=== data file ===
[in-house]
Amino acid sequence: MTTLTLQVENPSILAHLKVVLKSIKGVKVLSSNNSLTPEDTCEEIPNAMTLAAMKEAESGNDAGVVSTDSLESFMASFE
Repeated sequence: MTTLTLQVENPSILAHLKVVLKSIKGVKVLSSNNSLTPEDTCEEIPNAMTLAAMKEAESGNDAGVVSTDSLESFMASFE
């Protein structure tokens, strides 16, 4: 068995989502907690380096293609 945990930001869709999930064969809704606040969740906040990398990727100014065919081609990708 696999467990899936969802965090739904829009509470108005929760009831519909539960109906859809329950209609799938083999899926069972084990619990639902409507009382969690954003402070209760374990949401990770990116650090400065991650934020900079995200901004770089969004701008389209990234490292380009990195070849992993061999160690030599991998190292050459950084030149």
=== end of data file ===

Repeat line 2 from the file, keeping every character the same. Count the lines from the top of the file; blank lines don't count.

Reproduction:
Amino acid sequence: MTTLTLQVENPSILAHLKVVLKSIKGVKVLSSNNSLTPEDTCEEIPNAMTLAAMKEAESGNDAGVVSTDSLESFMASFE